When you’re doing an accelerator, you’re doing heavy lifting akin to building the frontier infrastructure for most of these startups. What kind of frontier infrastructure do you think is necessary for the growth and sustainability of startups, of course, other than the regulation that you have talked about?
When it comes to mobile data, availability, not just in the city centres, but also in rural areas is super important. The same goes for the energy supply. When the energy is gone for two hours, it brings everything to a standstill and it is a pain for the startups. The startups will not be able to deliver efficiently, and it makes remote work almost impossible. If a startup can not move fast, then that is a problem.
Apart from that, grant systems are super important also. So in some countries, some governments have established good grants, and expenses for product development. So they are not only dependent on the investors’ money.
I have spoken to a number of Ugandan founders whose startups have gone through global accelerators including Paul. In most cases, the founders mention that the accelerator program changed their way of building forever. What exactly do accelerators, in this case, SWG, as a case study bring to the table?
I think there are several things. Number one is when we do an accelerator program with the startups, we do this rather hands-on. So this is not like a training program or business school or whatever. This is working on individual cases and getting progress in the business. So it starts off with joint goal setting. We do joint milestones. And the money is released only after the milestones are met. So we’re clearly focusing together on the most important stuff. And this is done at the beginning of the program. It is a little bit painful but on the other hand, it helps the startups to focus on the most important things that we need to achieve in two-five months.
The second thing is that we work more hands-on. For example, we do product sprints. So this is a couple of days where every single startup gets a mandate to check out and get market feedback on the specific feature of the product. And then they need to shape how the new feature should look like. So they are learning agile product development skills. And really they have to go out into the market, report something better. It’s doing and it’s learning while doing. We also do a market sprint. So we force them to execute on top of thinking.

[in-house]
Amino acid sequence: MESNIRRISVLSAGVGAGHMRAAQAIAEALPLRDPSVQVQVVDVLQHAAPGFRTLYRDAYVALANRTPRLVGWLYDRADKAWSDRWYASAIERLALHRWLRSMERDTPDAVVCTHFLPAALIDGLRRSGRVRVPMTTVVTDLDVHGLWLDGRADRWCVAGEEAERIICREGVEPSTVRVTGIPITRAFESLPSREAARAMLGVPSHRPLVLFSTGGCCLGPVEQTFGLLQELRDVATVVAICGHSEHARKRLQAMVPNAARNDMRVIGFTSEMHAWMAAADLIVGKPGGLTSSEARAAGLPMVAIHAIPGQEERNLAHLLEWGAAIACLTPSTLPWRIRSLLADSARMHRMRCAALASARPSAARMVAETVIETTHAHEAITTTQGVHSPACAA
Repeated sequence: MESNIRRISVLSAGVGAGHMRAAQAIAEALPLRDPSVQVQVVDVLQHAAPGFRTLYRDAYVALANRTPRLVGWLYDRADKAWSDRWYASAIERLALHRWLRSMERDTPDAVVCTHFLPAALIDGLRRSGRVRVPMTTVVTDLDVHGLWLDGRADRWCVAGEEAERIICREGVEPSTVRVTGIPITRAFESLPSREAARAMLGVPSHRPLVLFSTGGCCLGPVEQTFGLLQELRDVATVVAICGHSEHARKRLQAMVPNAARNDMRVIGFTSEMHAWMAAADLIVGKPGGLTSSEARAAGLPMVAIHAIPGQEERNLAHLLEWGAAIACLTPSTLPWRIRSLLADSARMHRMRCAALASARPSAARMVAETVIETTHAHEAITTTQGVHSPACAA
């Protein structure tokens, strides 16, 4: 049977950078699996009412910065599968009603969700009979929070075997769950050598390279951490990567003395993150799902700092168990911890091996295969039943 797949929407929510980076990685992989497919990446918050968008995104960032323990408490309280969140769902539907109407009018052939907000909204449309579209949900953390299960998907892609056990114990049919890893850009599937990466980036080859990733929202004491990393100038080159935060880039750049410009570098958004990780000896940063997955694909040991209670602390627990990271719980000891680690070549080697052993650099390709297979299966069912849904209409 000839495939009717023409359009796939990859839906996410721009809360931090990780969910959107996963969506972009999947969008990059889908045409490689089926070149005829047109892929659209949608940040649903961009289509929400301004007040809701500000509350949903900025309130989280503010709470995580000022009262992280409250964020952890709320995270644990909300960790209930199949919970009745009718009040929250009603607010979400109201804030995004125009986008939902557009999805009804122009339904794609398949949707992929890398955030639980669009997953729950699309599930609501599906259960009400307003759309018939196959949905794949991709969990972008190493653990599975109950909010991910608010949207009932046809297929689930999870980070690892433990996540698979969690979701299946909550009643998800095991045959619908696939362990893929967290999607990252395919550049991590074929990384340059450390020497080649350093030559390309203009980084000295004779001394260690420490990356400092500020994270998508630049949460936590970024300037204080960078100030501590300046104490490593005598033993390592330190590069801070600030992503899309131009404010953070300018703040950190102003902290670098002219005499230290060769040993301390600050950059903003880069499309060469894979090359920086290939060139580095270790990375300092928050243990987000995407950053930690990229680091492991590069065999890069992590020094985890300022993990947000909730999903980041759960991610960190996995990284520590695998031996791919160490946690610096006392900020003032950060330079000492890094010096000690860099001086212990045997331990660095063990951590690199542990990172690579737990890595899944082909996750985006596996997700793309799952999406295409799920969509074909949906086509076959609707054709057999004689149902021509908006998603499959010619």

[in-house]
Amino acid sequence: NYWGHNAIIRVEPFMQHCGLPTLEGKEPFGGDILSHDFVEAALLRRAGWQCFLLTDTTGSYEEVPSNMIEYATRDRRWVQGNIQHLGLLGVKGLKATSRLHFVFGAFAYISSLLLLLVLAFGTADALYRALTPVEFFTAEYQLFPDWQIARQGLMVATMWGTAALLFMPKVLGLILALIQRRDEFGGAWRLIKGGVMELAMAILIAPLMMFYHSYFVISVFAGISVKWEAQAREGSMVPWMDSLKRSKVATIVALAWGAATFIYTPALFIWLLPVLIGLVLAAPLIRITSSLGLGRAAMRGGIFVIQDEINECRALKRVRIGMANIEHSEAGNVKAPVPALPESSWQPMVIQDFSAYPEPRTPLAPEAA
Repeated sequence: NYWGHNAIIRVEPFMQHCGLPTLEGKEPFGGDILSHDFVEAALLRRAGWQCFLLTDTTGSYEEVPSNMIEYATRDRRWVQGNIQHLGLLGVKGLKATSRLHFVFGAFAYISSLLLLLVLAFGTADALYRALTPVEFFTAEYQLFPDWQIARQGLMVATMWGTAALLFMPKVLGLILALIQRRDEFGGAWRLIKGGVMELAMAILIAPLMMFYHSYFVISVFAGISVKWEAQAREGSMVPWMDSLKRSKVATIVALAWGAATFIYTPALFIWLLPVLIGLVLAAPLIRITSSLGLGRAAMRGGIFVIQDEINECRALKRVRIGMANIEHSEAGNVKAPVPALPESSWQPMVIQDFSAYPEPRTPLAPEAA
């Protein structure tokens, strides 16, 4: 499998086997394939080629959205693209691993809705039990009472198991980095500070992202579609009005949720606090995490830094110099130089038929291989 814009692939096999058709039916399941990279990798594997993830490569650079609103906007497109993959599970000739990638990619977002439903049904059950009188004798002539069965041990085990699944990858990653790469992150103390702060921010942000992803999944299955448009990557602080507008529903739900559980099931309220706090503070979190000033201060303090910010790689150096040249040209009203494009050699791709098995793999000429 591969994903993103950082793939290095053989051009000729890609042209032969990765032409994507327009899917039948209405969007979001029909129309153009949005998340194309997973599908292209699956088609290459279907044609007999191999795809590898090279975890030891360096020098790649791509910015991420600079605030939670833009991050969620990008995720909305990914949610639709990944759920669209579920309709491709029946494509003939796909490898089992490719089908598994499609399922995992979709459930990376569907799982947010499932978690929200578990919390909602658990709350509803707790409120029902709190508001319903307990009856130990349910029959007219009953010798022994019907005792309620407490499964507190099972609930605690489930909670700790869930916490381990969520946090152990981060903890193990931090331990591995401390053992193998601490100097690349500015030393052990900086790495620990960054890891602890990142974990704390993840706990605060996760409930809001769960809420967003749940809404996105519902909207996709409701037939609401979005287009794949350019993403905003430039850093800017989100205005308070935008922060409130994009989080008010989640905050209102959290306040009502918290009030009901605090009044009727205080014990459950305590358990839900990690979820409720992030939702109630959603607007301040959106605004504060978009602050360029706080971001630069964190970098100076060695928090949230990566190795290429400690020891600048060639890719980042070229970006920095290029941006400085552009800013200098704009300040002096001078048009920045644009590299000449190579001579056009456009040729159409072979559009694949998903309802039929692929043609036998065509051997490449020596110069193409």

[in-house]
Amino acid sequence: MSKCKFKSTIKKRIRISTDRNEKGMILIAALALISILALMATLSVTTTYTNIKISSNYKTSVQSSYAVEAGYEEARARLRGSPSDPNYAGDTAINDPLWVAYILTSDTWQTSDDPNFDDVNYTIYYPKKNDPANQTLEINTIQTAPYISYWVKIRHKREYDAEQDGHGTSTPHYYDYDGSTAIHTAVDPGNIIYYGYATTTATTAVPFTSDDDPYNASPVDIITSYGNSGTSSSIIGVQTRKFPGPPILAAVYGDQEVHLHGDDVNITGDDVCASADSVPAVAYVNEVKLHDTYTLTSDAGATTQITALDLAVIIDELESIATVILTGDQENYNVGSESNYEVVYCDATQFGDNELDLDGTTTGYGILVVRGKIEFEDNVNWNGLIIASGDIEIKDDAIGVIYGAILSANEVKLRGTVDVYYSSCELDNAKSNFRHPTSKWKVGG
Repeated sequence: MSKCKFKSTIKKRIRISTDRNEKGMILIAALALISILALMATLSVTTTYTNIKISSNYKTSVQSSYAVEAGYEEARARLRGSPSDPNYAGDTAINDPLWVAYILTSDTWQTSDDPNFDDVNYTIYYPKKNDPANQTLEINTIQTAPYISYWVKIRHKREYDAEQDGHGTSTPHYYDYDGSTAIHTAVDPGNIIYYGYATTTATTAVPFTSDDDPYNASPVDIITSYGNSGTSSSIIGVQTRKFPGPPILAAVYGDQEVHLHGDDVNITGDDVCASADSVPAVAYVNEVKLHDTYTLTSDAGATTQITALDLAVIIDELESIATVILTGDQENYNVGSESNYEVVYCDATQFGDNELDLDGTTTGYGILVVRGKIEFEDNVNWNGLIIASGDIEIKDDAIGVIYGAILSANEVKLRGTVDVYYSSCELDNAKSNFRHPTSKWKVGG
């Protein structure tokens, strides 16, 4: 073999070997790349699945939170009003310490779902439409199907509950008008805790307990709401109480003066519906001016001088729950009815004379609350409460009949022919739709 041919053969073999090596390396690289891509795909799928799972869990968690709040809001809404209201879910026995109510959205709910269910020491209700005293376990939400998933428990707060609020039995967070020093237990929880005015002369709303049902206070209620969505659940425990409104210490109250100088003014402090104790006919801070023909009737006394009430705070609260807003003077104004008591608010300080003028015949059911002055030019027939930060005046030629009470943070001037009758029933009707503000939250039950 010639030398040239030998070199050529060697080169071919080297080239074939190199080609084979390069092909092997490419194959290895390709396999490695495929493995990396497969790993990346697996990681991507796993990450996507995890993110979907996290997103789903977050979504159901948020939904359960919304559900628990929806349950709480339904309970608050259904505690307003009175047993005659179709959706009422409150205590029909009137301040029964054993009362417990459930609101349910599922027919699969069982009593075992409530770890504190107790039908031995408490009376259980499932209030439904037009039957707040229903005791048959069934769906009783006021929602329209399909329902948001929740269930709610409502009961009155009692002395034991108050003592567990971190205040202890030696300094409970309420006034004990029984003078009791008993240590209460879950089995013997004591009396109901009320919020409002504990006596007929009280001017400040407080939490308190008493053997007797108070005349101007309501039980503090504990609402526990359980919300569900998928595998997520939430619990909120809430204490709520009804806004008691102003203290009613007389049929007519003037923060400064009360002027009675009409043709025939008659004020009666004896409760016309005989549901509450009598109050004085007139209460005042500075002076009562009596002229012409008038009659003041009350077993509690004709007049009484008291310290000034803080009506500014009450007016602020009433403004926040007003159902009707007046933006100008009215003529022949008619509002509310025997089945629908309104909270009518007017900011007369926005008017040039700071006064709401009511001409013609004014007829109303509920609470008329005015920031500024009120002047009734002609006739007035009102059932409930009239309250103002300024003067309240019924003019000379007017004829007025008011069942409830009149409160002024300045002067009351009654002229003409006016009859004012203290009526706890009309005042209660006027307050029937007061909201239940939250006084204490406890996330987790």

The third component that I think is quite powerful is the peer-to-peer exchange that you have in a good accelerator. Because the startups talk with our other portfolio startups. They do a knowledge exchange. They come together. The portfolio power is even so strong that they start doing business with each other. Because they need the solutions by themselves amongst themselves also. And this is even getting larger when at the end of the acceleration program. They are included in the alumni network. At SWG, we have more than 400 investments. You can imagine the kind of knowledge exchange these startups can do. If you have 400 startups helping each other, that is super powerful.
The fourth component is the external network power. So imagine, a startup needs to do a market entry in another country, like Tanzania. Then we provide mentorship and soft landing in the next country of expansion with trusted collaboration partners. This is very valuable to the founders.
So in your perspective obviously, how can we get more Ugandan startups into global accelerators?
I think it’s important that the startups gain visibility. They can do this by participating in pitch contests and applying for grants. This gives them automatic visibility. The second thing which we see a lot, it’s not a deal breaker, but it’s good if they had this knowledge before is, to know about the KPIs of their company. Because this is what is really important for an investor or for an accelerator. And if the founders don’t understand this themselves, we have a problem because they don’t know what’s most important in the company when they want to scale. Do they have standardized processes? Do they know their unit economics? Do they know the customer acquisition costs? This is important to understand by themselves. Then they can explain well how their business works and how attractive it is, and also accelerators or investors can be better convinced.
Any closing remarks, Petra?
Jonathan, thanks so much for sitting down and running that interview with me. There is a good opportunity for startups to grow faster in this large and powerful market all over Africa. There is much innovation and potential competition, so the speed is somehow helpful. With CEO Magazine you provide transparency on who can support and routes ahead for founders. I am looking forward to getting to know our next investments and co-founder teams from the Ugandan market.